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Photo by Susan Bestul, Courtesy Verb Ballets.

Ever since President Obama reestablished diplomatic relations with Cuba in 2014, the two countries' dance communities have been eager to strengthen relationships. Now, in spite of tightened travel and business restrictions by the Trump administration, an exciting new collaboration is on the horizon: Cleveland–based Verb Ballets is teaming up with Cuban ballet company ProDanza for a series of performances in Havana. There, the two companies will combine to form the Cleveland Havana Ballet, presenting a full-length production at the prestigious Alicia Alonso Grand Theater.

Last spring, the Cleveland Foundation, through its Creative Fusion: Cuba Edition program, brought ProDanza artistic director Laura Alonso to Ohio for a two-month residency with Verb Ballets, where she taught classes in the rigorous Cuban style. "We're not a classical company, so the dancers needed that kind of training," says artistic director Dr. Margaret Carlson in a phone interview. Alonso—a former dancer with the National Ballet of Cuba and daughter of its founder, prima ballerina Alicia Alonso—worked with the company to break technique "down to the little finger," says Carlson, who points out that "it's hard to get that kind of training anymore."

Laura Alonso (far left) works with dancers of Verb Ballets during her two-month residency last spring. Photo by Susan Bestul, Courtesy Verb Ballets.

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Catherine Conley. Photo by Alex Garcia.

When I was 4 or 5, I told my mom, "I want to go to a real dance school with barres and a mirror." My preschool recommended Chicago's Ruth Page Center for the Arts. That's where I trained until I left for Cuba a year ago. I went to regular school during the day, and then had ballet class for four or more hours per day during the evenings and weekends. Nobody in my family has a dance background, but they've been supportive through all of it.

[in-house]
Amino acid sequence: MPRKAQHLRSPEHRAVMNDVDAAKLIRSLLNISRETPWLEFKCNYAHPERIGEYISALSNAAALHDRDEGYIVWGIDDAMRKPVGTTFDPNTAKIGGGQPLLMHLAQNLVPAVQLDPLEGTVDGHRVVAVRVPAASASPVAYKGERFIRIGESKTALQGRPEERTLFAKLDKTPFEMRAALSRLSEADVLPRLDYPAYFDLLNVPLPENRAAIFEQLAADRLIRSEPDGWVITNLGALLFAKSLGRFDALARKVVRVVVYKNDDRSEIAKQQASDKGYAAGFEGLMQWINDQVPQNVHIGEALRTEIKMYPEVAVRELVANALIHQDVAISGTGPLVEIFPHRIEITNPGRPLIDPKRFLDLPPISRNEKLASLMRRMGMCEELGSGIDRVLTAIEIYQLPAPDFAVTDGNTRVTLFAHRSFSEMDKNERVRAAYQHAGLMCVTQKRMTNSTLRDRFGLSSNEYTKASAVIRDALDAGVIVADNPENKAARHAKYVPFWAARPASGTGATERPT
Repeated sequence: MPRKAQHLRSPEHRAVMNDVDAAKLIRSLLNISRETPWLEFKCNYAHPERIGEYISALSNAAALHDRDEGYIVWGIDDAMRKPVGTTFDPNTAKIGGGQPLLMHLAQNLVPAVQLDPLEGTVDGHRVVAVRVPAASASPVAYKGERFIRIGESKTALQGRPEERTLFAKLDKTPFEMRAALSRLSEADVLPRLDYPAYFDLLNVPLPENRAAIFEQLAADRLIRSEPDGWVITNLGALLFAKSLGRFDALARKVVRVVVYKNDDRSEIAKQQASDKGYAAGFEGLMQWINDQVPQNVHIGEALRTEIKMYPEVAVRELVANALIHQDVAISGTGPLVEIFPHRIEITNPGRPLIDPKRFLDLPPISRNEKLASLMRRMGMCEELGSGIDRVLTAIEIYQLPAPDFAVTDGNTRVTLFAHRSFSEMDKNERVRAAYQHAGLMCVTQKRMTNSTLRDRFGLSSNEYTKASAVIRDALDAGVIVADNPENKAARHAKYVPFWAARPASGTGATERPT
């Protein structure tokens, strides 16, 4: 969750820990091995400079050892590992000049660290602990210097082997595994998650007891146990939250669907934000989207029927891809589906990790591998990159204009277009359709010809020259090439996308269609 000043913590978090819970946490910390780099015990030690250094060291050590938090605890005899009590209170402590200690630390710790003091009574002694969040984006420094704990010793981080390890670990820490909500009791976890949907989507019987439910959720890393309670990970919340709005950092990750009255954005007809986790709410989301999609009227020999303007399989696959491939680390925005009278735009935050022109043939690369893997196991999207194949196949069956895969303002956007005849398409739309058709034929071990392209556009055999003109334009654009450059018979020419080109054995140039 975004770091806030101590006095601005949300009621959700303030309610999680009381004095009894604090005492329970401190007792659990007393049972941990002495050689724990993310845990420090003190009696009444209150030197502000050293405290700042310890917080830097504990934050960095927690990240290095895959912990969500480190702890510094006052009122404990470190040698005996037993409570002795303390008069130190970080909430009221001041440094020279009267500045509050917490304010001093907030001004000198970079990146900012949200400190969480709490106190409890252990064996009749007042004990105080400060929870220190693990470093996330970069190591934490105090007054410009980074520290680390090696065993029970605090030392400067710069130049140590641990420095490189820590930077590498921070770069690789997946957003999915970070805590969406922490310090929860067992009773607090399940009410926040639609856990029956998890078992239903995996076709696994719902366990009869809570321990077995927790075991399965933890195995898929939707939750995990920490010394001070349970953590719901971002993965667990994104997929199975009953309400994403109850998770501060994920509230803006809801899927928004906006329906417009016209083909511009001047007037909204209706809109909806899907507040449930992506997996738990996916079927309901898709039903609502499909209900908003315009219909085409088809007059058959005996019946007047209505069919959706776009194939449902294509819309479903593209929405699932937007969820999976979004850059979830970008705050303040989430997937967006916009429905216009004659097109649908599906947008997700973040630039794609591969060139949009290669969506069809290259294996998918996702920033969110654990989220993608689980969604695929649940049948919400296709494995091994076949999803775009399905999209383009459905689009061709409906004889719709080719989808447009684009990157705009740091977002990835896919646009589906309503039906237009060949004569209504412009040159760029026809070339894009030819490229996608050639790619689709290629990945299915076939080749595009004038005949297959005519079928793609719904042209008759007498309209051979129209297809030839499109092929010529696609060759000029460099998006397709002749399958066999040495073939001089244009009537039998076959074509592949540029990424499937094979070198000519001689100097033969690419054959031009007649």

My school in Chicago teaches a technique that draws on Vaganova, Cecchetti and Bournonville. I went to very different summer intensives, as well: American Ballet Theatre, the Royal Ballet School in London and Boston Ballet. Then, two summers ago, Ruth Page School of Dance director Victor Alexander, who is Cuban, arranged an exchange with the Cuban National Ballet School. A group of eight Cubans came to Ruth Page's summer intensive. I had to learn an entire pas de deux as well as a contemporary ballet piece in 10 days, and then perform them. I'd never had to do anything that quickly; it was hard work but exciting. I then realized that if I could dance professionally, I wanted to.


Conley in class at the Cuban National Ballet School. Photo by Alex Garcia.

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Ballet Stars
Mayara Pineiro photographed by Nathan Sayers for Pointe.

This is Pointe's April/May 2016 Cover Story. You can subscribe to the magazine here, or click here to purchase this issue.

After Pennsylvania Ballet's Mayara Pineiro and Arian Molina Soca run their Nutcracker pas de deux in rehearsal, ballet master Charles Askegard asks for just one correction. Pineiro—who is thrilling as she plunges headlong into penché, whips into crisp turns and hurls herself backward into Soca's arms—is asked to emphasize taffy-like stretches into lengthened holds. Askegard is right. Counterbalancing the lightning-quick and the sensual brings even more dimension to this riveting dancer.

In just her second season with Pennsylvania Ballet, where she started in the corps, the Cuban-born Pineiro has danced leading roles in Balanchine's Allegro Brillante and Matthew Neenan's Shift to Minor. Elevated to soloist in March 2015 following her performance as Odette/Odile in Swan Lake, she continues to be given choice principal roles.

“It was like fire onstage," says Pennsylvania Ballet artistic director Angel Corella of her performance in Allegro Brillante. “She's one of those dancers that comes only every once in a while." The path leading to this moment was long and challenging, including Pineiro's rigorous training in Havana, her brave defection to the U.S. and a period of uncertainty about whether she could continue dancing at all. Now, she has landed right where she wants to be.


Pineiro in "Don Quixote." Photo by Alexander Iziliaev, Courtesy Pennsylvania Ballet.

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